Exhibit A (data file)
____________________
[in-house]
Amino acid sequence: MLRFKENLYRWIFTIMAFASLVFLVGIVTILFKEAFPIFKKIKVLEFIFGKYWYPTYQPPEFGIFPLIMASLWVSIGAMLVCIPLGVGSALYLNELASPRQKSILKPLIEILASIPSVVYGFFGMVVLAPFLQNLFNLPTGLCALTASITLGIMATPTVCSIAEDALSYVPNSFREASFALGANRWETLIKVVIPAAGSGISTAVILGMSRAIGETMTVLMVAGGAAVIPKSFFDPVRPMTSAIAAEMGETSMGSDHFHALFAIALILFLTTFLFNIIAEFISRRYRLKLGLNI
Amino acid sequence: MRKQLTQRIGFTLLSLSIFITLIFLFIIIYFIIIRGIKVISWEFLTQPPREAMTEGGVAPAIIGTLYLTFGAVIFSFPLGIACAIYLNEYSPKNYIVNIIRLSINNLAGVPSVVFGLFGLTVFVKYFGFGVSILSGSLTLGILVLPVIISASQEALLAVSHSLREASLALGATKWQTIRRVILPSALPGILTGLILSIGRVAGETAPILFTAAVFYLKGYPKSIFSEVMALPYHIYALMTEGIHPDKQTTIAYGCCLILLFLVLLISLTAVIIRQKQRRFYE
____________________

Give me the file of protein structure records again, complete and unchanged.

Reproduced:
[in-house]
Amino acid sequence: MLRFKENLYRWIFTIMAFASLVFLVGIVTILFKEAFPIFKKIKVLEFIFGKYWYPTYQPPEFGIFPLIMASLWVSIGAMLVCIPLGVGSALYLNELASPRQKSILKPLIEILASIPSVVYGFFGMVVLAPFLQNLFNLPTGLCALTASITLGIMATPTVCSIAEDALSYVPNSFREASFALGANRWETLIKVVIPAAGSGISTAVILGMSRAIGETMTVLMVAGGAAVIPKSFFDPVRPMTSAIAAEMGETSMGSDHFHALFAIALILFLTTFLFNIIAEFISRRYRLKLGLNI
Amino acid sequence: MRKQLTQRIGFTLLSLSIFITLIFLFIIIYFIIIRGIKVISWEFLTQPPREAMTEGGVAPAIIGTLYLTFGAVIFSFPLGIACAIYLNEYSPKNYIVNIIRLSINNLAGVPSVVFGLFGLTVFVKYFGFGVSILSGSLTLGILVLPVIISASQEALLAVSHSLREASLALGATKWQTIRRVILPSALPGILTGLILSIGRVAGETAPILFTAAVFYLKGYPKSIFSEVMALPYHIYALMTEGIHPDKQTTIAYGCCLILLFLVLLISLTAVIIRQKQRRFYE